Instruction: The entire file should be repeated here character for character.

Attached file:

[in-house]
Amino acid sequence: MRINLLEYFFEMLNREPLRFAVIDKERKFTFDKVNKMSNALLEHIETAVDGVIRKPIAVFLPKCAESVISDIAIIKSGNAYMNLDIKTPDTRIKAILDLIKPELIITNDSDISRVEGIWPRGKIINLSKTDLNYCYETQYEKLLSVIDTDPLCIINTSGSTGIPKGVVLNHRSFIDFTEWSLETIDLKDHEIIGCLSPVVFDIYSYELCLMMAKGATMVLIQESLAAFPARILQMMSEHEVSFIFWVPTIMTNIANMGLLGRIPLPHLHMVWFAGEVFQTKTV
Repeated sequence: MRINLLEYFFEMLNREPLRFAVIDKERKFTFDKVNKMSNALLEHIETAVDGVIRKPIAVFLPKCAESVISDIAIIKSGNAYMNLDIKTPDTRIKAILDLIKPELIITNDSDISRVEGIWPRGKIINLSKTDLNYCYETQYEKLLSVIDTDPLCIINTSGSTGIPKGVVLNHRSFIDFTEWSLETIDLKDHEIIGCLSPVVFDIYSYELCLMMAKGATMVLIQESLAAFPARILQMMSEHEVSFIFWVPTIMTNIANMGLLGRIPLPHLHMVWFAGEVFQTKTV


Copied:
[in-house]
Amino acid sequence: MRINLLEYFFEMLNREPLRFAVIDKERKFTFDKVNKMSNALLEHIETAVDGVIRKPIAVFLPKCAESVISDIAIIKSGNAYMNLDIKTPDTRIKAILDLIKPELIITNDSDISRVEGIWPRGKIINLSKTDLNYCYETQYEKLLSVIDTDPLCIINTSGSTGIPKGVVLNHRSFIDFTEWSLETIDLKDHEIIGCLSPVVFDIYSYELCLMMAKGATMVLIQESLAAFPARILQMMSEHEVSFIFWVPTIMTNIANMGLLGRIPLPHLHMVWFAGEVFQTKTV
Repeated sequence: MRINLLEYFFEMLNREPLRFAVIDKERKFTFDKVNKMSNALLEHIETAVDGVIRKPIAVFLPKCAESVISDIAIIKSGNAYMNLDIKTPDTRIKAILDLIKPELIITNDSDISRVEGIWPRGKIINLSKTDLNYCYETQYEKLLSVIDTDPLCIINTSGSTGIPKGVVLNHRSFIDFTEWSLETIDLKDHEIIGCLSPVVFDIYSYELCLMMAKGATMVLIQESLAAFPARILQMMSEHEVSFIFWVPTIMTNIANMGLLGRIPLPHLHMVWFAGEVFQTKTV